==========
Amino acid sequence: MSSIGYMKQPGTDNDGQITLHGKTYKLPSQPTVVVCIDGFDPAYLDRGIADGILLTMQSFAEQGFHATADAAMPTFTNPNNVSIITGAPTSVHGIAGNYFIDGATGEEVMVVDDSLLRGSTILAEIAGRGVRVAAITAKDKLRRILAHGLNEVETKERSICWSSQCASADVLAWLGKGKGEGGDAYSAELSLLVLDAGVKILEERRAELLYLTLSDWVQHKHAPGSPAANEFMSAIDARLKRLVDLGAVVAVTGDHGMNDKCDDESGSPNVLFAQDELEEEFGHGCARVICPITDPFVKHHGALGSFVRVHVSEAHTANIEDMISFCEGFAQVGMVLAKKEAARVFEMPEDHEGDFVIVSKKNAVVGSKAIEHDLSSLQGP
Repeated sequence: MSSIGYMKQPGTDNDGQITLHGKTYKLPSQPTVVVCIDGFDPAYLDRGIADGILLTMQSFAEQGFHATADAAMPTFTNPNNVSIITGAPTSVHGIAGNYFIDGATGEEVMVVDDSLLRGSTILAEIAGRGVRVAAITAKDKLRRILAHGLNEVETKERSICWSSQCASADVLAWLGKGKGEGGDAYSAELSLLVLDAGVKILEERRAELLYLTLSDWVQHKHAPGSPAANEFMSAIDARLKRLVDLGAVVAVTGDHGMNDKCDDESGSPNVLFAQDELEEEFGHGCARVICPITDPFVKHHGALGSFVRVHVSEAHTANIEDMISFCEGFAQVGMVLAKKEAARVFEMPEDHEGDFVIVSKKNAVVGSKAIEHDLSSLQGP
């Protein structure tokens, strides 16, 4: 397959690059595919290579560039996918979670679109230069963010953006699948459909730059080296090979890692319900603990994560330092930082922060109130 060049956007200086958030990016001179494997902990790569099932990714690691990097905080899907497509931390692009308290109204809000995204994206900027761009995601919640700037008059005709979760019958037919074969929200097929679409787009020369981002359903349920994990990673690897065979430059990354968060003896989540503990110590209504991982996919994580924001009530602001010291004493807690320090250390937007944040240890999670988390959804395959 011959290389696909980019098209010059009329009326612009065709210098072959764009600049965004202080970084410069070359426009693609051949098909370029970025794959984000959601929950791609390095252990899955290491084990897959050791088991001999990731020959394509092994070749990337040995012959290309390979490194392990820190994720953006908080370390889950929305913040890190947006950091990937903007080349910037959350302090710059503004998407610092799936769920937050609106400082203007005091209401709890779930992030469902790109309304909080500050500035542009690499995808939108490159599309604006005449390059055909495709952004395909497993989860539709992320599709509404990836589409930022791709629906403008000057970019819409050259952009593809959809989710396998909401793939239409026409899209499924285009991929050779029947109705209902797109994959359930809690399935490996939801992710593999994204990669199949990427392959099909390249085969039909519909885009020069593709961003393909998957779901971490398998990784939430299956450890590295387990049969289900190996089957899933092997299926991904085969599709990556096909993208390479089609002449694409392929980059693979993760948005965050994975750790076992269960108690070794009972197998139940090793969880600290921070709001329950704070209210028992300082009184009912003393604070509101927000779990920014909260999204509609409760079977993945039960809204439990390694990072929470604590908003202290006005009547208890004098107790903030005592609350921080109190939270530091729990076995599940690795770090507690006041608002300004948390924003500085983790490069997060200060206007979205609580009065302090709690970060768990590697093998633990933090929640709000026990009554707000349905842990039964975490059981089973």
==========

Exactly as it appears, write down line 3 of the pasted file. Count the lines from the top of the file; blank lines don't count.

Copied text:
């Protein structure tokens, strides 16, 4: 397959690059595919290579560039996918979670679109230069963010953006699948459909730059080296090979890692319900603990994560330092930082922060109130 060049956007200086958030990016001179494997902990790569099932990714690691990097905080899907497509931390692009308290109204809000995204994206900027761009995601919640700037008059005709979760019958037919074969929200097929679409787009020369981002359903349920994990990673690897065979430059990354968060003896989540503990110590209504991982996919994580924001009530602001010291004493807690320090250390937007944040240890999670988390959804395959 011959290389696909980019098209010059009329009326612009065709210098072959764009600049965004202080970084410069070359426009693609051949098909370029970025794959984000959601929950791609390095252990899955290491084990897959050791088991001999990731020959394509092994070749990337040995012959290309390979490194392990820190994720953006908080370390889950929305913040890190947006950091990937903007080349910037959350302090710059503004998407610092799936769920937050609106400082203007005091209401709890779930992030469902790109309304909080500050500035542009690499995808939108490159599309604006005449390059055909495709952004395909497993989860539709992320599709509404990836589409930022791709629906403008000057970019819409050259952009593809959809989710396998909401793939239409026409899209499924285009991929050779029947109705209902797109994959359930809690399935490996939801992710593999994204990669199949990427392959099909390249085969039909519909885009020069593709961003393909998957779901971490398998990784939430299956450890590295387990049969289900190996089957899933092997299926991904085969599709990556096909993208390479089609002449694409392929980059693979993760948005965050994975750790076992269960108690070794009972197998139940090793969880600290921070709001329950704070209210028992300082009184009912003393604070509101927000779990920014909260999204509609409760079977993945039960809204439990390694990072929470604590908003202290006005009547208890004098107790903030005592609350921080109190939270530091729990076995599940690795770090507690006041608002300004948390924003500085983790490069997060200060206007979205609580009065302090709690970060768990590697093998633990933090929640709000026990009554707000349905842990039964975490059981089973």